Instead of playing catchy, familiar tunes through a speaker system attached to the ceiling, the sides of the vehicles are decorated with cartoon images of superheroes in the shape of an owl and a fox. And the trucks aren’t full of frozen treats, but rather a collection of books, electronics, and other items that can help kids learn.
Kids tend to greet Harris County Public Library’s “Curiosity Cruisers” as if it were an ice cream truck, according to Edward Melton, executive director of the Houston Area Library System.
“When kids see a cruiser coming into their community, they start running for it,” Milton said. “They’re excited about it. They’re excited about reading and getting a book they can take home.”
Melton said the library’s mobile outreach program has distributed more than 69,000 books to more than 55,000 children in the Houston area since its inception in 2017, with a focus on reaching underserved and low-income parts of the area where there are no public libraries nearby. The Curiosity Cruisers fleet has gradually expanded as the program becomes more popular, with a fourth batch launching next week.
Ford’s latest Transit truck, outfitted and donated by the Barbara Bush Houston Literacy Foundation with financial support from local energy company Oxy, philanthropic sponsors and other companies, will enable the Mobile Library Program to make 12 additional stops per month. Each of its trucks visit 3-4 locations per week, according to the library’s director of outreach Brian Kratish, who said they stop at places like schools, parks, community centers, apartment complexes and literary-themed events.
Children up to 18 years of age can take one book home at each visit while engaging with other on-site learning materials such as laptops, tablets, 3D printers, and curriculum kits that teach robotics, electrical circuits, coding, and other science, technology, engineering, and mathematics (STEM) disciplines. In many cases, cruisers visit the same sites once a week for 8-10 weeks, in part to provide consistent educational programming and also to allow children to build a collection of books that they can use to create their own home libraries.
“It’s a huge deal,” Milton said of adding a fourth cruiser. “There is a huge need for literary services in Harris County. Even with our efforts, it really is like a drop in a bucket. There is a lot of work to be done in this area, making sure children are ready for school and reading at (grade) level. So The more vehicles we can have, the greater our impact.”
The Curiosity Cruisers program was the brainchild of the Ladies Literacy League, an auxiliary volunteer organization of the Barbara Bush Houston Literacy Foundation. Julie Fink, president and CEO of the foundation, said the idea was to boost reading and STEM skills while helping to close educational gaps in communities without libraries, even in schools.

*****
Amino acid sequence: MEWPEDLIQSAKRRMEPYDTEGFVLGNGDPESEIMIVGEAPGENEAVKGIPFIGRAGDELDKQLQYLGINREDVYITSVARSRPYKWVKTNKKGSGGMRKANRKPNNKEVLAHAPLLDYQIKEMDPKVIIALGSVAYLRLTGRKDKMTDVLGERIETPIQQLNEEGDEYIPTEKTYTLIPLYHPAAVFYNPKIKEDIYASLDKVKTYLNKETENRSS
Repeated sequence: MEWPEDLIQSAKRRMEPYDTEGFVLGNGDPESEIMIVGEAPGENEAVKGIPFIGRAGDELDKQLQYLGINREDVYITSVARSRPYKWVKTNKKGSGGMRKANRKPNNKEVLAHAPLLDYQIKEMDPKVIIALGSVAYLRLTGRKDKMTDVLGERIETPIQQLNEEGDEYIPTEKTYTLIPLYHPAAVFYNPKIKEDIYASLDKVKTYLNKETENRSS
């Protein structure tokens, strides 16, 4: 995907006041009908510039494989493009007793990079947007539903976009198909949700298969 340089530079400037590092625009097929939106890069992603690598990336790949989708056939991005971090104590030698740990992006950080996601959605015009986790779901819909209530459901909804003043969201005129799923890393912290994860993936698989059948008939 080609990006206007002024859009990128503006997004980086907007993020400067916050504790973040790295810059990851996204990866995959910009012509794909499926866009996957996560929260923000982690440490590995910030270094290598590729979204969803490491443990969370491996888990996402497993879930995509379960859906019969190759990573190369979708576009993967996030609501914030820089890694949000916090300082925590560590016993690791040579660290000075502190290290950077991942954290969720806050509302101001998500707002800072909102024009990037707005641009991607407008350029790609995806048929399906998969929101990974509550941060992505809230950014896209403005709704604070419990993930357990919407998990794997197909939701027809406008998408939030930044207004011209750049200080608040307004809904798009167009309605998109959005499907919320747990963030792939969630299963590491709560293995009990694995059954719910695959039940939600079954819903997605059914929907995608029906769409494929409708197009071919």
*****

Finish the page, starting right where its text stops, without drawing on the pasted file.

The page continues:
Three out of 10 Houston kids fail to meet a minimum reading standard by the end of third grade on the latest statewide STAAR test, according to Fink. She also said that research shows that if children do not read proficiently by the end of third grade, they are four times more likely to drop out of school than their peers.
The foundation has invested more than $1.5 million in Curiosity Cruisers, according to Fink, who said a variety of companies and charitable organizations have donated money to the initiative, which also benefits from funds raised at the annual Power of Literacy Luncheon hosted by the League of Women for Literacy. Materials for the new cruiser were purchased with donations from Crown Castle, PwC, the Houston Livestock Show and Rodeo.
“Our vision is for Houston to be a city full of readers,” Fink said. “We think Curiosity Cruisers is just a great way to help make that possible.”
Milton said the books available on Curiosity Cruisers are curated for interest and age-appropriateness and serve a range of grade levels. Among the titles, according to Karatish, are “Diary of a Wimpy Kid” by Jeff Kinney, “Dog Man” by Duff Bilkey, and “I Survived” by Lauren Tarchis.
Kratish said the mobile program — which features Owlbotron and Northtale the fox as superhero mascots — addresses a need while helping educate community members about the services offered by the Harris County Public Library. It has 26 sub-locations across the region.
“We meet many children and families who want to go to the library, but can’t get to a library near them,” Kratice said. “With Curiosity Cruisers, it’s more like a library coming to them.”
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